Dear Parental Rights Champion,
Your immediate action is needed to protect parental rights in Nevada. Two bills that threaten your family are currently making their way through the Nevada legislature and need to be stopped.
Nevada Assembly Bill 430
AB 430 calls for a “family home visitation system,” which would require a state investigator or other child welfare employee to visit the home of every “at-risk” newborn child. Characteristics that would label a family as “at-risk” include, among others, “parents who are less than 20 years of age,” “parents who have reduced cognitive functioning or a significant disability,” “insufficient financial resources to meet the needs of the family,” and “any other risk factor identified by the Division.”
AB 430 is discriminatory, insulting, and unfair. It blatantly discriminates on the basis of age, disability, and poverty, while “any other risk factor” serves as a “fill-in-the-blank” opportunity for the Division to make its way into any home they choose.
The bill would also place too great a demand on a system that is already overworked, to the detriment of children in actual need of intervention. Now these investigators, who already can’t handle their caseloads, will have to schedule home visits for every infant as well? That is not a good idea.
Further, opening this sort of investigation into every “at-risk” home, without any showing or claim of abuse or neglect, violates the Fourth Amendment to the U.S. Constitution. The bill ostensibly provides a “voluntary service,” but the one performing that service will in every instance be a “mandatory reporter,” required to report back to the child welfare agency anything they see in the home that suggests to them abuse, neglect, or other wrong-doing.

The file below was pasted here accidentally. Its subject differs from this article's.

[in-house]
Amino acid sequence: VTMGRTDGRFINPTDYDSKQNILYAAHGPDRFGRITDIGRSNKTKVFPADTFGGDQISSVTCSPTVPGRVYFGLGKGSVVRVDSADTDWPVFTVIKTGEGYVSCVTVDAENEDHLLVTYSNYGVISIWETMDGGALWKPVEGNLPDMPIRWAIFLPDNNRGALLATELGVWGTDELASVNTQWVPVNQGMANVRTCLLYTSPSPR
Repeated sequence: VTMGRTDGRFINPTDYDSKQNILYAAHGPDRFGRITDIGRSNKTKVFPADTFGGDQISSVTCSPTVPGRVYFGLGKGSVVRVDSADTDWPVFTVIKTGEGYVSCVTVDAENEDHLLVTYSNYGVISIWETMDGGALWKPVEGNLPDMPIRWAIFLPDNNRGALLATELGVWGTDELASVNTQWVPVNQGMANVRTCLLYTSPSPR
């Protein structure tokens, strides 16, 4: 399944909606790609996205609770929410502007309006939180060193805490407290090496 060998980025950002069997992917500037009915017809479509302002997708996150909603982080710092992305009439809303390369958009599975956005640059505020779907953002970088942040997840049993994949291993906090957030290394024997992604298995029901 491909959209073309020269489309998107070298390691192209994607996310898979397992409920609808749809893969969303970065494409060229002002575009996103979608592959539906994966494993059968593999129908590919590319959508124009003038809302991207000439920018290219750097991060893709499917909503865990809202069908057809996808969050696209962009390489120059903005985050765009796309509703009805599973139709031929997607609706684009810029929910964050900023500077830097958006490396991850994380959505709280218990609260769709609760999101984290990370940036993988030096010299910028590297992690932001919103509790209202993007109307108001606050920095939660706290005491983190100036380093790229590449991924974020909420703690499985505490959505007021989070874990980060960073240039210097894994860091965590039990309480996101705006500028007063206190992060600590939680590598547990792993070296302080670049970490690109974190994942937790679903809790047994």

Nevada Assembly Bill 156
AB 156 would require the court, in any case where a child is alleged to be in need of protection, to “appoint an educational decision maker for the child.” While it establishes a rebuttable presumption that the decision maker would be the child’s parent, the presumption can be overcome by a simple showing that “it is not in the best interests of the child” (in the court’s opinion) “for the parent or legal guardian to act as the educational decision maker for the child.”
This could be interpreted to replace the correct rebuttable presumption, which is that a fit parent does act in the best interests of their child. The court’s opinion of what is “in the best interests of the child” should not come into play without a showing first that the parents are unfit (that is, abusive or negligent).
AB 156 could do away with this appropriate presumption which favors parents.
A second troubling section of the bill would instruct the “educational decision maker” to “ensure that the child receives a free and appropriate education in accordance with federal and state law.”
A literal, plain-meaning reading of this provision would render any alternative to public schools unacceptable. There are costs involved in home schooling, and private school costs even more. Neither could conceivably qualify as a “free and appropriate education.”
Frankly, we fail to see the point of AB 156, unless it is to pave the way for someone else to override the wishes of fit parents in how their children should be educated.
1) Leave comments on the legislation comment page. Use the simple online form to let lawmakers know you oppose AB 430 and AB 156. Lawmakers read these comments; if we can get enough opposition posted on the page, we can kill both bills before they go anywhere.
2) Contact your (state) assemblyman. Call their office and urge them directly to oppose AB 430 and AB 156 as violations of your family and your parental rights. Tell them it is an affront to suggest the government can make better decisions for your child than you can.
Thank you for standing with us to protect children by empowering parents in Nevada!